Proper 9, Year B, 2015

Almost anyone who has worked for a white collar American company or educational institution has, at some point in their career had to take some kind of strengths inventory. We love to focus on our talents, our natural aptitudes and then strengthen them even further. In the 80s my parents talked a lot about whether people were Abstract Random or Concrete Sequential. Clearly their school had done some kind of training in Anthony Gregorc’s learning styles. (By the way, all of us Kinneys are Concrete Sequential. No question about it. ) By the 90s my parents were talking about Myers-Briggs testing and I made all my high school buddies take the test. When I became involved in churches I learned about Spiritual Gifts inventory and by the time I was a priest the book Living your Strengths was very popular for people discerning their role in the church. Focusing on our strengths makes us feel like we have a place in the world, like we matter.

And we aren’t alone. As you may remember from when we’ve discussed the church in Corinth previously, the Corinthians loved focusing on their strengths. Some Corinthians truly believed they were better than others because of their spiritual experiences, authentic or not. So, in our snippet from 2nd Corinthians today Paul toys with them a little bit.

Paul references a spiritual experience he had. He tells them “someone he knows” was once caught up in the third heaven. Now, there is not a single Biblical commentator that knows that Paul means by that. We know from Acts that Paul had a serious spiritual experience when God confronts him on his way to Damascus. But, I like to think Paul is also messing around with the Corinthians a bit. “Oh, you’ve had spiritual experiences? Well, I’ve been to third heaven.” You can just imagine them going. “Oh, yeah, third heaven? I’ve totally heard of that.”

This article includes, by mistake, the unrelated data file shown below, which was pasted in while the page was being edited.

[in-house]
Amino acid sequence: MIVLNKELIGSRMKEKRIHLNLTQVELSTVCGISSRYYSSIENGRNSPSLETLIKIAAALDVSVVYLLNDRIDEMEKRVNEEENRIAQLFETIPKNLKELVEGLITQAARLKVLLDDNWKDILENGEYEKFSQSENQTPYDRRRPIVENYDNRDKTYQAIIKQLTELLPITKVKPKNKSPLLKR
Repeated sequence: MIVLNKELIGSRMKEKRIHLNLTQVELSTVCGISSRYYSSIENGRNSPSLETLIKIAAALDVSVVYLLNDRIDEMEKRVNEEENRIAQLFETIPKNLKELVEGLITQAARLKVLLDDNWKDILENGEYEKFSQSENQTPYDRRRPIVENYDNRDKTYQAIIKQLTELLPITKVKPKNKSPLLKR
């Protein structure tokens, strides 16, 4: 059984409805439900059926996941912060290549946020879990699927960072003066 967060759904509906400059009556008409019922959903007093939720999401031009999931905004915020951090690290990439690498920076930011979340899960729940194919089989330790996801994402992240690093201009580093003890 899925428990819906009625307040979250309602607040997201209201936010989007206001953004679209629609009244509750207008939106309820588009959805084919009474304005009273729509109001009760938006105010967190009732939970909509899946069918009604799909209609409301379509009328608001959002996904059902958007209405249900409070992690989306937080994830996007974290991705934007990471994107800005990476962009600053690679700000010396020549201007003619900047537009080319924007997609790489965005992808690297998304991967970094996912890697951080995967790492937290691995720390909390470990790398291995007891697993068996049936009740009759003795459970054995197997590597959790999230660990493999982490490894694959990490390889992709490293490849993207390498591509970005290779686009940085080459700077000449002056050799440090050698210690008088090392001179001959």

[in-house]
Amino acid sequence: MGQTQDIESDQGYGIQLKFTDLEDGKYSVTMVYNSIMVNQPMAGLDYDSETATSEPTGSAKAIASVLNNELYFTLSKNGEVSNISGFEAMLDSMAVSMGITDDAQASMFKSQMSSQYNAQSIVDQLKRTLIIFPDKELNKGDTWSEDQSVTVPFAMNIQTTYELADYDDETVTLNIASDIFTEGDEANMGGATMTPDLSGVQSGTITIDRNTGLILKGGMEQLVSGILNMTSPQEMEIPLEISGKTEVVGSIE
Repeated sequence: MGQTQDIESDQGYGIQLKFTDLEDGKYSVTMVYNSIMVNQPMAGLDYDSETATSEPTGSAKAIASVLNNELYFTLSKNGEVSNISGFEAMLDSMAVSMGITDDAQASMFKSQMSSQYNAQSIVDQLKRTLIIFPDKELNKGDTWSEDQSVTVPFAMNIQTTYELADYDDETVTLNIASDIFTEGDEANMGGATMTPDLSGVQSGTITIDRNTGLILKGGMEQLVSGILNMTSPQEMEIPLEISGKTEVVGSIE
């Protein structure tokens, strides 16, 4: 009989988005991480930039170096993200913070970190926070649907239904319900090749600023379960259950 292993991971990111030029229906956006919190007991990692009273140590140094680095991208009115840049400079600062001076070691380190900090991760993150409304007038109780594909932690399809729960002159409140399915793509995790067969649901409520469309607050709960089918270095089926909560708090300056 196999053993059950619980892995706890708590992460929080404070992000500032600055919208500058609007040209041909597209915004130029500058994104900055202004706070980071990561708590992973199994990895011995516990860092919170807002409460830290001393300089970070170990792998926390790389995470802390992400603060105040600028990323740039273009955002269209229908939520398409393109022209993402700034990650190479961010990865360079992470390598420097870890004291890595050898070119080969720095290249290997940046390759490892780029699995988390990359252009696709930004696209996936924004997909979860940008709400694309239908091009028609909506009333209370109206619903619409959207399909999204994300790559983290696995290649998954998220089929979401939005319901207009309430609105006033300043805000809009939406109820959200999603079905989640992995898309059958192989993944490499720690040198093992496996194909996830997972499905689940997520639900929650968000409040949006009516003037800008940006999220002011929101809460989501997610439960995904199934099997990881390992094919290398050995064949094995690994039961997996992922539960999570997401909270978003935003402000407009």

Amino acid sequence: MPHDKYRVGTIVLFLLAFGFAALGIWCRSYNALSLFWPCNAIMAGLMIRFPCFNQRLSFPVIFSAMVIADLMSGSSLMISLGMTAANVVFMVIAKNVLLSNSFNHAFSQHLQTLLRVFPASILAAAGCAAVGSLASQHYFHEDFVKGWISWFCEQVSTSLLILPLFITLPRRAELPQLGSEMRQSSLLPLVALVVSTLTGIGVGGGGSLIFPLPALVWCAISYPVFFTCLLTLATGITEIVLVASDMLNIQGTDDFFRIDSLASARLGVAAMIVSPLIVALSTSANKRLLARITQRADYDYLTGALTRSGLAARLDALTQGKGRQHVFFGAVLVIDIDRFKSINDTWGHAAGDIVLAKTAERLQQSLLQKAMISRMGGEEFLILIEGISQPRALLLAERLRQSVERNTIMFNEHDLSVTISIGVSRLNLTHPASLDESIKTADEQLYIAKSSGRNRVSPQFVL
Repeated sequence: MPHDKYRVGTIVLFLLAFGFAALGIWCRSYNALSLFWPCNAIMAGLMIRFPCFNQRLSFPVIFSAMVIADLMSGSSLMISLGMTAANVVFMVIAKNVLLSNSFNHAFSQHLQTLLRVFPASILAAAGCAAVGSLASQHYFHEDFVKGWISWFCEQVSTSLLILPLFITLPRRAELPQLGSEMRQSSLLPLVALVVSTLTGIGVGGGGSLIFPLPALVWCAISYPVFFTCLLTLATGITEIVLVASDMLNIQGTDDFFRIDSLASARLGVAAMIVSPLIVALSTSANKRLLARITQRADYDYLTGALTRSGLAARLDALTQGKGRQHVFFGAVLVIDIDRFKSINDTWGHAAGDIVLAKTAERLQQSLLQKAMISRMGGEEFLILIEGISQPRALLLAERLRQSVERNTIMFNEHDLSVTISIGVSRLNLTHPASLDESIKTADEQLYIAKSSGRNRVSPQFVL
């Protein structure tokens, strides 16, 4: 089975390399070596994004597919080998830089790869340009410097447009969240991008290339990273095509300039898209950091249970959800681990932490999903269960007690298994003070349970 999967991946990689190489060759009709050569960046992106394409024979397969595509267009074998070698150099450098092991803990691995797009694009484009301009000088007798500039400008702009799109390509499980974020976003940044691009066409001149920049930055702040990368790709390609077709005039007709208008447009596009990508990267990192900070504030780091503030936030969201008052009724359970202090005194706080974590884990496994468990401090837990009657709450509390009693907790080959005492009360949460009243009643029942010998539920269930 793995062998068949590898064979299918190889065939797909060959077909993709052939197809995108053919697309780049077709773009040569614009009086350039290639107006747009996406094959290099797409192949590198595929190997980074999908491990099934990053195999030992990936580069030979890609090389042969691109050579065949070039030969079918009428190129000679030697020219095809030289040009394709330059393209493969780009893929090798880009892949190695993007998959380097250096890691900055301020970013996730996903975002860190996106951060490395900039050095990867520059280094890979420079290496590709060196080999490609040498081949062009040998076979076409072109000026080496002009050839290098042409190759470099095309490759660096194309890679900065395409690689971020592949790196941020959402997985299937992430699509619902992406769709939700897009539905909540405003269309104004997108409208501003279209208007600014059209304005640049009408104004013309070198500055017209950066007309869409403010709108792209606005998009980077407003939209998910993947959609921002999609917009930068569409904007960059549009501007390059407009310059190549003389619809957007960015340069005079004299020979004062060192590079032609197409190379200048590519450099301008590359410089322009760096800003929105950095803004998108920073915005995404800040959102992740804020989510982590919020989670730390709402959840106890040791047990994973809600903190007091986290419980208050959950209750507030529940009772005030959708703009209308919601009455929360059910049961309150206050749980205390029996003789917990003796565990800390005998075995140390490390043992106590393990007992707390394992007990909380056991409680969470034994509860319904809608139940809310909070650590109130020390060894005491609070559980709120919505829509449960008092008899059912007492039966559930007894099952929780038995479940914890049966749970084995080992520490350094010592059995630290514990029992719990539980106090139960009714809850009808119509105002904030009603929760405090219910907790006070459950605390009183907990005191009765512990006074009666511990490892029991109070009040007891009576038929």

After Paul earns that credibility with the Corinthians, he turns his whole argument on its head. He tells them that instead of boasting in these profound spiritual experiences, he boasts in his weakness. He tells them he has been given a thorn in his side. We don’t know what that thorn is, either. But whatever the thorn is, it humbles Paul. The thorn limits Paul in some way. And Paul rejoices in those limitations.

Paul is not interested in his own glorification. Paul is interested in God’s glorification. And Paul believes that God uses Paul’s weaknesses to reveal God’s own strength.

This is such great news to us ordinary Christians, who haven’t seen the first heaven, much less the third one! Whether the thorn in our side is a bad hip, a speech impediment, chronic anxiety, God can use those weaknesses as a platform for his own glory.

One of the most striking experiences I’ve ever had as a priest was being with a beloved parishioner while she was experiencing congestive heart failure. I was sure she was dying as she literally clawed the air as if she was drowning. Under the care of her excellent physicians, she did not die and a few weeks after the incident I paid her a visit. When we are in pain, it is so difficult to focus on anything else than relieving our own discomfort. I expected my parishioner to talk about her awful medical experience. But this woman, a faithful Christian of eight decades, wanted to talk about her prayer life. Her own suffering had made her think about all the suffering in the world and she was a little overwhelmed about how to pray for it all.

Talk about strength in weakness. She had been so faithful to God for so long, that when she was at her literal weakest, he used her to pray for the suffering of the world.

When you read great Christian thinkers, there is often a point in their lives where things just completely fall apart. Augustine abandons a lover of more than a decade and their child. Thomas Aquinas is literally kidnapped by his family when they find out he’s joined a Dominican monastery. Martin Luther’s vow to become a monk happens in the middle of a terrifying thunderstorm.

Cranmer loses a fellowship at Jesus College to marry a woman named Joan, and then Joan dies. Our modern thinkers are no different. Buechner’s father commits suicide. Anne LaMotte and Glennon Melton face addiction. There is something about brokenness that God finds helpful to do his work.

When we are broken, we are vulnerable. We are open to change. We are open to re-imagining the world.